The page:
It’s hard to believe that a year has gone by. A year since my mom called to tell me my grandma had died in the night. We all thought she we would live forever, though we knew that was an impossibility. With some people, it just feels that way.
Time is a strange thing. It can be your enemy or your best friend, depending on what your needs are, what emotions you are having, what experience you are in at any particular moment. Who can explain it? Why does it seem that time stands still for seconds, minutes, hours, days when you are deep in grief and then suddenly, unexpectedly, you look back and the past weeks, months are a blur and a year has slipped by? Is that healing? Is that moving on? Or is that numbness?
I like to think it is dealing with the pain and moving on with life, because I know that is what loved ones would want and expect from us. And when I look back over the weeks and months, I know that I have been happy and living, and not numb or in pain. It is just the trickiness of time that makes me question it all.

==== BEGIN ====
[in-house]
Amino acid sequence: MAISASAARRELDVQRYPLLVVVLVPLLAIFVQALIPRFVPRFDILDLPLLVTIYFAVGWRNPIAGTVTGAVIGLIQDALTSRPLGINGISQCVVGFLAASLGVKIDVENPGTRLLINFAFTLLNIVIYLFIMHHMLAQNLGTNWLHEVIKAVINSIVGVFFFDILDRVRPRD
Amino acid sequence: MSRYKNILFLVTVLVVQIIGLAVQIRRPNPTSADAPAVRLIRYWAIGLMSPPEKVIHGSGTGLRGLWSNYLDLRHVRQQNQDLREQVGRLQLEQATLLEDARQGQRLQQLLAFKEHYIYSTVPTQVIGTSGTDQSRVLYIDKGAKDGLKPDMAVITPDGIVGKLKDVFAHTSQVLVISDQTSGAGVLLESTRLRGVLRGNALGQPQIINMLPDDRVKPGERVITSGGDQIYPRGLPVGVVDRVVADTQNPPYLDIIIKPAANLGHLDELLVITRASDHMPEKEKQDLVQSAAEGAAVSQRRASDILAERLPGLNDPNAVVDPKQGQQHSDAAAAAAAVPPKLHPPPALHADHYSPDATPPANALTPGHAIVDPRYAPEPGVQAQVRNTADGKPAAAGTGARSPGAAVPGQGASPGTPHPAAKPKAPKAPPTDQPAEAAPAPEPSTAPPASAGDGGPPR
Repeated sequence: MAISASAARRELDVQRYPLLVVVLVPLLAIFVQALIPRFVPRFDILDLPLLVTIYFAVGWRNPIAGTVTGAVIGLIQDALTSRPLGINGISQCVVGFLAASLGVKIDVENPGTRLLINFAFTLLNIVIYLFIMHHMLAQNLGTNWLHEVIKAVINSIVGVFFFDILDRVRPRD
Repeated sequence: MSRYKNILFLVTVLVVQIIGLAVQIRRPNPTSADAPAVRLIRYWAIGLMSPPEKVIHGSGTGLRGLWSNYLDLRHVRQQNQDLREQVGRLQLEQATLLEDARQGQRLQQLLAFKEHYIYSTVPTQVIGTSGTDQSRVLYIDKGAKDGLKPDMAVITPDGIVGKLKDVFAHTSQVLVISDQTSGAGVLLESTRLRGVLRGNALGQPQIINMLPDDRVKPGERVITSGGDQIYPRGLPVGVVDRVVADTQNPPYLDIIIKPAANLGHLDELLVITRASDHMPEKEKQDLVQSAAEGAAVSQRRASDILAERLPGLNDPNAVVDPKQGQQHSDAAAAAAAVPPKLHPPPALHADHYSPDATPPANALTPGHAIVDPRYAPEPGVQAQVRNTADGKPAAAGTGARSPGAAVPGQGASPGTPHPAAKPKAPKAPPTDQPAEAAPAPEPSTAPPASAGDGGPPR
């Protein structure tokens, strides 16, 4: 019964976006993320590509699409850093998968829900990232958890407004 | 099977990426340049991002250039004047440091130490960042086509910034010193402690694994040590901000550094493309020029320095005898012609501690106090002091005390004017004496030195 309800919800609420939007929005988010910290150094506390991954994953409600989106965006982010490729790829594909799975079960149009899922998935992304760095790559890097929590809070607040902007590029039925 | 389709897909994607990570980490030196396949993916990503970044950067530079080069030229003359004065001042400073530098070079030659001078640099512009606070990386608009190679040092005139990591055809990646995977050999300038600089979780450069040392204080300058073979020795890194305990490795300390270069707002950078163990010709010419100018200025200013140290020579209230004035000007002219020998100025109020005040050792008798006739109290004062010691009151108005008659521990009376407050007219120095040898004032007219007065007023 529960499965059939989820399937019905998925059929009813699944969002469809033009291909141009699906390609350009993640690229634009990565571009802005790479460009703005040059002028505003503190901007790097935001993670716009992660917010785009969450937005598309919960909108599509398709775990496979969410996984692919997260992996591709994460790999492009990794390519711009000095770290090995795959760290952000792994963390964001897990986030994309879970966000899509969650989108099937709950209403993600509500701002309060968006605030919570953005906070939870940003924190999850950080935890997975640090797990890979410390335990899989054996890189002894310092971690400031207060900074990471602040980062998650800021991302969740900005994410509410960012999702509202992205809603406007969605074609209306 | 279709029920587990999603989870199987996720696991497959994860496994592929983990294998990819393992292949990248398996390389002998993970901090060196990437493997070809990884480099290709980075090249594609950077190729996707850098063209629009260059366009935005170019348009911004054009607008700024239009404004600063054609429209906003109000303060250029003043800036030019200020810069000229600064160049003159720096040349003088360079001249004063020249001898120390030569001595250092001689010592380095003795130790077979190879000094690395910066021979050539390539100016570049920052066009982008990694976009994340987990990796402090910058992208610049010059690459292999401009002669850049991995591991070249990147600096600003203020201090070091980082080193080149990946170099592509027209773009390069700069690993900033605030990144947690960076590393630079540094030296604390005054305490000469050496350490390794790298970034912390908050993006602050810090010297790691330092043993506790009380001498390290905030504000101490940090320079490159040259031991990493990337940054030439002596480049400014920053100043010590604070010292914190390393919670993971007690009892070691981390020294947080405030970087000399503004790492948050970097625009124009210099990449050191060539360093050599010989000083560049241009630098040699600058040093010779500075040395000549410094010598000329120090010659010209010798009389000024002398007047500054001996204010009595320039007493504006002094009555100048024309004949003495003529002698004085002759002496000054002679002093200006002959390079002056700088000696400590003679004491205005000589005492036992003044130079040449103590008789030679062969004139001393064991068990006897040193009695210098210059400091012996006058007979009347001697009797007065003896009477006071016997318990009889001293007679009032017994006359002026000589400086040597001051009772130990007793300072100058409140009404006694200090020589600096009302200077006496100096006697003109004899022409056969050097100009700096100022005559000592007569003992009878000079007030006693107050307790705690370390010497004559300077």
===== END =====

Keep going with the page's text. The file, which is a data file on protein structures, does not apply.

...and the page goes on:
We talked about getting together tonight as a family so no one felt alone on this day without her. “But why?” I wondered. Why mark a day that could not be changed, or taken back. Why mark the day where each day after was a little bit worse?
As I spoke with my mom on the phone about why we shouldn’t get together, how we were too busy and it wouldn’t make a difference, my phone clicked. Hers did too.
“What was that?" she asked.
“It must have been grandma,” I said. “She’s letting us know she’s all right. She’s with grandpa and they’re having a good time.”
We both laughed, and started another year without her.
Sunday afternoon in Charlotte.
1 day ago